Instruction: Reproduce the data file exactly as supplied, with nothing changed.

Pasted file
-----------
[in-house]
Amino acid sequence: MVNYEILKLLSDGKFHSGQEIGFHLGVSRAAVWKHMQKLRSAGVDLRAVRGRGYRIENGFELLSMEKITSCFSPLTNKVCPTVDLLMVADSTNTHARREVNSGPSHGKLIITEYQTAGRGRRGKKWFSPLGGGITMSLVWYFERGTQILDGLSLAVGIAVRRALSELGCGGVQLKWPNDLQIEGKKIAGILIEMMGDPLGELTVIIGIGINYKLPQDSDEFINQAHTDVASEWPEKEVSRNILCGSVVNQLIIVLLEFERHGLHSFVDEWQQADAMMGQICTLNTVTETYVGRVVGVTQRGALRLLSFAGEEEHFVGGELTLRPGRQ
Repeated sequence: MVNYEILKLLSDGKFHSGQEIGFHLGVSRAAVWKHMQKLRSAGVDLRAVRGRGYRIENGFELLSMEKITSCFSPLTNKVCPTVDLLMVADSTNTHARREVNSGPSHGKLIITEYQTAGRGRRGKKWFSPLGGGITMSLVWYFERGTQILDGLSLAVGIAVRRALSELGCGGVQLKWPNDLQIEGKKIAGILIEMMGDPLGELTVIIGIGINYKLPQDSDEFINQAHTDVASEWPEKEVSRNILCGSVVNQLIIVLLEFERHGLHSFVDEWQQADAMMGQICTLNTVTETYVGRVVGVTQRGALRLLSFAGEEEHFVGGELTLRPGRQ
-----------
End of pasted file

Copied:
[in-house]
Amino acid sequence: MVNYEILKLLSDGKFHSGQEIGFHLGVSRAAVWKHMQKLRSAGVDLRAVRGRGYRIENGFELLSMEKITSCFSPLTNKVCPTVDLLMVADSTNTHARREVNSGPSHGKLIITEYQTAGRGRRGKKWFSPLGGGITMSLVWYFERGTQILDGLSLAVGIAVRRALSELGCGGVQLKWPNDLQIEGKKIAGILIEMMGDPLGELTVIIGIGINYKLPQDSDEFINQAHTDVASEWPEKEVSRNILCGSVVNQLIIVLLEFERHGLHSFVDEWQQADAMMGQICTLNTVTETYVGRVVGVTQRGALRLLSFAGEEEHFVGGELTLRPGRQ
Repeated sequence: MVNYEILKLLSDGKFHSGQEIGFHLGVSRAAVWKHMQKLRSAGVDLRAVRGRGYRIENGFELLSMEKITSCFSPLTNKVCPTVDLLMVADSTNTHARREVNSGPSHGKLIITEYQTAGRGRRGKKWFSPLGGGITMSLVWYFERGTQILDGLSLAVGIAVRRALSELGCGGVQLKWPNDLQIEGKKIAGILIEMMGDPLGELTVIIGIGINYKLPQDSDEFINQAHTDVASEWPEKEVSRNILCGSVVNQLIIVLLEFERHGLHSFVDEWQQADAMMGQICTLNTVTETYVGRVVGVTQRGALRLLSFAGEEEHFVGGELTLRPGRQ